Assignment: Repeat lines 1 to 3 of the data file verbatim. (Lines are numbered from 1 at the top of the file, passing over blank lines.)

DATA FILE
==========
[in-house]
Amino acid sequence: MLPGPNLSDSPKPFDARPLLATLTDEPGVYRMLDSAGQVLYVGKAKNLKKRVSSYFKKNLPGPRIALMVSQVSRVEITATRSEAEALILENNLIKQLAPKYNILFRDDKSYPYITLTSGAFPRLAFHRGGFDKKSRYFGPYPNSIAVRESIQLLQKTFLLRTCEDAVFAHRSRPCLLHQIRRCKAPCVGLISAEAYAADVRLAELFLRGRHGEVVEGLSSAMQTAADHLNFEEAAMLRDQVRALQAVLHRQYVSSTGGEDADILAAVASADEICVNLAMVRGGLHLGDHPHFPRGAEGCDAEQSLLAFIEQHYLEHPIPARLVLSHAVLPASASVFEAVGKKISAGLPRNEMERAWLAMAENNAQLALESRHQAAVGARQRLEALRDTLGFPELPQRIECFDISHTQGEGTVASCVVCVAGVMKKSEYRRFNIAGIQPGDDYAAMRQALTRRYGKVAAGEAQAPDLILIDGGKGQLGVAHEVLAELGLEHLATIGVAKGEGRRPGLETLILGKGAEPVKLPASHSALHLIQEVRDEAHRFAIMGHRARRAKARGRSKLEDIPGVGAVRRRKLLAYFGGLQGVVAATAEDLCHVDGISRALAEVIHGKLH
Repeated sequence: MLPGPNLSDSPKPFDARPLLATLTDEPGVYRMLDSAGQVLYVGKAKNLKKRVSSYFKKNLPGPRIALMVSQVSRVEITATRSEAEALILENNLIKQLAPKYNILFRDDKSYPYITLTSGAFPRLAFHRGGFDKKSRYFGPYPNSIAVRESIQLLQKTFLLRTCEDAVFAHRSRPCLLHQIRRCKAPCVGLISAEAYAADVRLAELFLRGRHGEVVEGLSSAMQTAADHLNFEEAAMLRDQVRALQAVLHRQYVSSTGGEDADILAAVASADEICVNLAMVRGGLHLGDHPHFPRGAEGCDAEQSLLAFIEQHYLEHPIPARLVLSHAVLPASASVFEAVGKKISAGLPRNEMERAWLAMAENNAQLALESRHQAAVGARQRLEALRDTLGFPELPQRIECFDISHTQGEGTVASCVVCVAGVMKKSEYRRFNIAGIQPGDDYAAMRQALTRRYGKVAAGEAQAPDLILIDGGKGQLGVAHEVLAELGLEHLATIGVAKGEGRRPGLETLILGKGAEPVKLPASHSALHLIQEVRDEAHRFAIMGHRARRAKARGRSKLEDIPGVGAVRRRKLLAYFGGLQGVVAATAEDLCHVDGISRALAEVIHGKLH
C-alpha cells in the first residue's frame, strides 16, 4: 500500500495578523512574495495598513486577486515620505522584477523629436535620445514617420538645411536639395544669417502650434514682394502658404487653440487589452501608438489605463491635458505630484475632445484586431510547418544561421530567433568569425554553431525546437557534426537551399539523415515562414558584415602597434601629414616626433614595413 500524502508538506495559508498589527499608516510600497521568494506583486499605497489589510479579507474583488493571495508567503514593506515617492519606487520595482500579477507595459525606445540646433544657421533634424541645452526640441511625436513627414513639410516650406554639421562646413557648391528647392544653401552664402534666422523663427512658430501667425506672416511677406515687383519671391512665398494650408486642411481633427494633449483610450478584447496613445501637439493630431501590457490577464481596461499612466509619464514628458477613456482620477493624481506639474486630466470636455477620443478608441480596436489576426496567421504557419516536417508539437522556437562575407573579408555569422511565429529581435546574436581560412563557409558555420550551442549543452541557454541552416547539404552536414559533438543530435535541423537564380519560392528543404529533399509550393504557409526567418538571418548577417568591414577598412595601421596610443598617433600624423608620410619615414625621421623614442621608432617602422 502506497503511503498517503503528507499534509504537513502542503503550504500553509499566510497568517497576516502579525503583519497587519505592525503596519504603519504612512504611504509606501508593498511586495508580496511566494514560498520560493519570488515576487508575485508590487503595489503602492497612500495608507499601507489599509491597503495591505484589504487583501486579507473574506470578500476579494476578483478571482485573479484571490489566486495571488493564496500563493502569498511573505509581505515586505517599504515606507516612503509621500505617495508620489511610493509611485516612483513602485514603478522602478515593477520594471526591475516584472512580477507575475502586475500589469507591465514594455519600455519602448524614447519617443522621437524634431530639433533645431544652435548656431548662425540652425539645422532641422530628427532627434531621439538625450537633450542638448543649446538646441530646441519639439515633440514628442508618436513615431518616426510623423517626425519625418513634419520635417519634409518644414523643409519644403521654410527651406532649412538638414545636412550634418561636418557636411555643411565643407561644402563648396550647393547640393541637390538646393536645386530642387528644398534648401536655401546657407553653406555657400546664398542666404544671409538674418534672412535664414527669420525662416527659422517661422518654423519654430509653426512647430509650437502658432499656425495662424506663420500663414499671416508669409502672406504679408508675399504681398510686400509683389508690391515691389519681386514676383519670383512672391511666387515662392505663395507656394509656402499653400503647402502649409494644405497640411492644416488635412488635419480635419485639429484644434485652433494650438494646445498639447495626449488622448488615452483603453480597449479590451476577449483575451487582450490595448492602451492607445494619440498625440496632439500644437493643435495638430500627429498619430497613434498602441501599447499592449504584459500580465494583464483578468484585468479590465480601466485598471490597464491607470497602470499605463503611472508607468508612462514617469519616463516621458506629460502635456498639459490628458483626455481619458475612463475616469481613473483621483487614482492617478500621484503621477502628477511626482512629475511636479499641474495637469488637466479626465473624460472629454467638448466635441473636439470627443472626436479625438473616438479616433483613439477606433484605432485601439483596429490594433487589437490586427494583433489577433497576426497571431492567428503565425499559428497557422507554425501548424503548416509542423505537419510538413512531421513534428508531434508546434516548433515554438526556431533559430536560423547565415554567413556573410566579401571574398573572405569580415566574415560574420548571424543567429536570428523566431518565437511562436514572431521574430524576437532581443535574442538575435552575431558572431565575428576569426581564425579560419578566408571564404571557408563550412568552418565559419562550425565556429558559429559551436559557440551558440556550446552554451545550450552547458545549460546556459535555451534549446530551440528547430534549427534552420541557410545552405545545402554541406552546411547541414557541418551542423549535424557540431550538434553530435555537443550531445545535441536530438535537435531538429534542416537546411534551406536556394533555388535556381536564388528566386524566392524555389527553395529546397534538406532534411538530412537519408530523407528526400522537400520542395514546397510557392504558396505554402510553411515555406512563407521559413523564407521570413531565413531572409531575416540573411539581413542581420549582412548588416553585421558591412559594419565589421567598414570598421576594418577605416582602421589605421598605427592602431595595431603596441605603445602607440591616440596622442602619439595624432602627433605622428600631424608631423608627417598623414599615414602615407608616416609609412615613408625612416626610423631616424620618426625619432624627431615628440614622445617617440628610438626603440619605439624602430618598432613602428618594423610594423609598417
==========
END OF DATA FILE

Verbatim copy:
[in-house]
Amino acid sequence: MLPGPNLSDSPKPFDARPLLATLTDEPGVYRMLDSAGQVLYVGKAKNLKKRVSSYFKKNLPGPRIALMVSQVSRVEITATRSEAEALILENNLIKQLAPKYNILFRDDKSYPYITLTSGAFPRLAFHRGGFDKKSRYFGPYPNSIAVRESIQLLQKTFLLRTCEDAVFAHRSRPCLLHQIRRCKAPCVGLISAEAYAADVRLAELFLRGRHGEVVEGLSSAMQTAADHLNFEEAAMLRDQVRALQAVLHRQYVSSTGGEDADILAAVASADEICVNLAMVRGGLHLGDHPHFPRGAEGCDAEQSLLAFIEQHYLEHPIPARLVLSHAVLPASASVFEAVGKKISAGLPRNEMERAWLAMAENNAQLALESRHQAAVGARQRLEALRDTLGFPELPQRIECFDISHTQGEGTVASCVVCVAGVMKKSEYRRFNIAGIQPGDDYAAMRQALTRRYGKVAAGEAQAPDLILIDGGKGQLGVAHEVLAELGLEHLATIGVAKGEGRRPGLETLILGKGAEPVKLPASHSALHLIQEVRDEAHRFAIMGHRARRAKARGRSKLEDIPGVGAVRRRKLLAYFGGLQGVVAATAEDLCHVDGISRALAEVIHGKLH
Repeated sequence: MLPGPNLSDSPKPFDARPLLATLTDEPGVYRMLDSAGQVLYVGKAKNLKKRVSSYFKKNLPGPRIALMVSQVSRVEITATRSEAEALILENNLIKQLAPKYNILFRDDKSYPYITLTSGAFPRLAFHRGGFDKKSRYFGPYPNSIAVRESIQLLQKTFLLRTCEDAVFAHRSRPCLLHQIRRCKAPCVGLISAEAYAADVRLAELFLRGRHGEVVEGLSSAMQTAADHLNFEEAAMLRDQVRALQAVLHRQYVSSTGGEDADILAAVASADEICVNLAMVRGGLHLGDHPHFPRGAEGCDAEQSLLAFIEQHYLEHPIPARLVLSHAVLPASASVFEAVGKKISAGLPRNEMERAWLAMAENNAQLALESRHQAAVGARQRLEALRDTLGFPELPQRIECFDISHTQGEGTVASCVVCVAGVMKKSEYRRFNIAGIQPGDDYAAMRQALTRRYGKVAAGEAQAPDLILIDGGKGQLGVAHEVLAELGLEHLATIGVAKGEGRRPGLETLILGKGAEPVKLPASHSALHLIQEVRDEAHRFAIMGHRARRAKARGRSKLEDIPGVGAVRRRKLLAYFGGLQGVVAATAEDLCHVDGISRALAEVIHGKLH